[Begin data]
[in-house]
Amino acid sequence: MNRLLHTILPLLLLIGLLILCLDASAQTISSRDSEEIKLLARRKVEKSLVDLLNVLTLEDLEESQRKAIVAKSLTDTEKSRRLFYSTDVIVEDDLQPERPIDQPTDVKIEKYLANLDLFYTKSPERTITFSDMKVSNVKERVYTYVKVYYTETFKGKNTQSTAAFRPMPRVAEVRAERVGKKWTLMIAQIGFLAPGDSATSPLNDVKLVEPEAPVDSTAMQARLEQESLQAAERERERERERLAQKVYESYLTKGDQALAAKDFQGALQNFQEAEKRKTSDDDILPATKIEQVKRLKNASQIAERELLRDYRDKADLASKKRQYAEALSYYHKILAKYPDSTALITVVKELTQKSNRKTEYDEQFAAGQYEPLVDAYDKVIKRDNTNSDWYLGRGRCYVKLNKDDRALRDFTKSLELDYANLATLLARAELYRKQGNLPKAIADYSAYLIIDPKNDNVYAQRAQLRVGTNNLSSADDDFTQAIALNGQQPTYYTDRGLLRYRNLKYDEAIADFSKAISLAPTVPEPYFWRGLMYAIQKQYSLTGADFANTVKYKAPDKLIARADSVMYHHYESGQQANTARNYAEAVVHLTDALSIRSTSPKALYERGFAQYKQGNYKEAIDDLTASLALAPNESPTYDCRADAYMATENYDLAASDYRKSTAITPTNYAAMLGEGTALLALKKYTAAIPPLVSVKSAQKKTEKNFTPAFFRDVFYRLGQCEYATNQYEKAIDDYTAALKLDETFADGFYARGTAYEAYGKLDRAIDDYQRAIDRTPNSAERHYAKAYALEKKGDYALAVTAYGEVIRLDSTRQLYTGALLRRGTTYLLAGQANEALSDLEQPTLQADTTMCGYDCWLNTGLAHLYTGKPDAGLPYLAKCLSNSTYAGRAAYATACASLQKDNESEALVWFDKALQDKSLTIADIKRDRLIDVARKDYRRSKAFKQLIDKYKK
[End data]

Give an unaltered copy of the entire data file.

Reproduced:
[in-house]
Amino acid sequence: MNRLLHTILPLLLLIGLLILCLDASAQTISSRDSEEIKLLARRKVEKSLVDLLNVLTLEDLEESQRKAIVAKSLTDTEKSRRLFYSTDVIVEDDLQPERPIDQPTDVKIEKYLANLDLFYTKSPERTITFSDMKVSNVKERVYTYVKVYYTETFKGKNTQSTAAFRPMPRVAEVRAERVGKKWTLMIAQIGFLAPGDSATSPLNDVKLVEPEAPVDSTAMQARLEQESLQAAERERERERERLAQKVYESYLTKGDQALAAKDFQGALQNFQEAEKRKTSDDDILPATKIEQVKRLKNASQIAERELLRDYRDKADLASKKRQYAEALSYYHKILAKYPDSTALITVVKELTQKSNRKTEYDEQFAAGQYEPLVDAYDKVIKRDNTNSDWYLGRGRCYVKLNKDDRALRDFTKSLELDYANLATLLARAELYRKQGNLPKAIADYSAYLIIDPKNDNVYAQRAQLRVGTNNLSSADDDFTQAIALNGQQPTYYTDRGLLRYRNLKYDEAIADFSKAISLAPTVPEPYFWRGLMYAIQKQYSLTGADFANTVKYKAPDKLIARADSVMYHHYESGQQANTARNYAEAVVHLTDALSIRSTSPKALYERGFAQYKQGNYKEAIDDLTASLALAPNESPTYDCRADAYMATENYDLAASDYRKSTAITPTNYAAMLGEGTALLALKKYTAAIPPLVSVKSAQKKTEKNFTPAFFRDVFYRLGQCEYATNQYEKAIDDYTAALKLDETFADGFYARGTAYEAYGKLDRAIDDYQRAIDRTPNSAERHYAKAYALEKKGDYALAVTAYGEVIRLDSTRQLYTGALLRRGTTYLLAGQANEALSDLEQPTLQADTTMCGYDCWLNTGLAHLYTGKPDAGLPYLAKCLSNSTYAGRAAYATACASLQKDNESEALVWFDKALQDKSLTIADIKRDRLIDVARKDYRRSKAFKQLIDKYKK